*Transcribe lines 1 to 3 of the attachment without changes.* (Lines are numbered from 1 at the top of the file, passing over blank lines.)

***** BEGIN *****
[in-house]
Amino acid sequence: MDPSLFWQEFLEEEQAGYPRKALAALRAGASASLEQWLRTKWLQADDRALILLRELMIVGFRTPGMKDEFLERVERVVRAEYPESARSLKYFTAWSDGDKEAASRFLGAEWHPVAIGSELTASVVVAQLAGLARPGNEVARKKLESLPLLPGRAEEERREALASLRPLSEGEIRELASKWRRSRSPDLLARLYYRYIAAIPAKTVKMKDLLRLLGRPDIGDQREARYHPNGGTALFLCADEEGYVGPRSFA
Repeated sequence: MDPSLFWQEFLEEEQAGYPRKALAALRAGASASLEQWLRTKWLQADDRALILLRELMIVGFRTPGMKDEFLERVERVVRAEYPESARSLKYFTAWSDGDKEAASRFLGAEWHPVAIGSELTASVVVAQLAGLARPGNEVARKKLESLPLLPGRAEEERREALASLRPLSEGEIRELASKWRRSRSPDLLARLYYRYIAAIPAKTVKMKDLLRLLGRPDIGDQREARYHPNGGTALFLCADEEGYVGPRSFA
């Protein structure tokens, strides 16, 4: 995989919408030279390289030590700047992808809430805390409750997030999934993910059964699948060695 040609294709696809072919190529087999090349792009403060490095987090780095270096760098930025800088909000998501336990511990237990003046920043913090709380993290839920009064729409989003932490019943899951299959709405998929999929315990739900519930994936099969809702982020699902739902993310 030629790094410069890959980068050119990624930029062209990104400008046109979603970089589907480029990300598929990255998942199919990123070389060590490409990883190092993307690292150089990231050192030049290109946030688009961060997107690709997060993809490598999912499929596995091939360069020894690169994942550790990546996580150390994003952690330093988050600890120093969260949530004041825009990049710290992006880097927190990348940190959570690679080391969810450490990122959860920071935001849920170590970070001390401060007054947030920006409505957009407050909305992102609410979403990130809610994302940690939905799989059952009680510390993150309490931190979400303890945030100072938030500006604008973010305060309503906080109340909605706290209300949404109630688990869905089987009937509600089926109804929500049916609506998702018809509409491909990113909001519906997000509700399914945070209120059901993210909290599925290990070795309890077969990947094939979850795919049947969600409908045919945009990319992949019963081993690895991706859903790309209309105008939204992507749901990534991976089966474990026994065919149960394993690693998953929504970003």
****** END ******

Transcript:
[in-house]
Amino acid sequence: MDPSLFWQEFLEEEQAGYPRKALAALRAGASASLEQWLRTKWLQADDRALILLRELMIVGFRTPGMKDEFLERVERVVRAEYPESARSLKYFTAWSDGDKEAASRFLGAEWHPVAIGSELTASVVVAQLAGLARPGNEVARKKLESLPLLPGRAEEERREALASLRPLSEGEIRELASKWRRSRSPDLLARLYYRYIAAIPAKTVKMKDLLRLLGRPDIGDQREARYHPNGGTALFLCADEEGYVGPRSFA
Repeated sequence: MDPSLFWQEFLEEEQAGYPRKALAALRAGASASLEQWLRTKWLQADDRALILLRELMIVGFRTPGMKDEFLERVERVVRAEYPESARSLKYFTAWSDGDKEAASRFLGAEWHPVAIGSELTASVVVAQLAGLARPGNEVARKKLESLPLLPGRAEEERREALASLRPLSEGEIRELASKWRRSRSPDLLARLYYRYIAAIPAKTVKMKDLLRLLGRPDIGDQREARYHPNGGTALFLCADEEGYVGPRSFA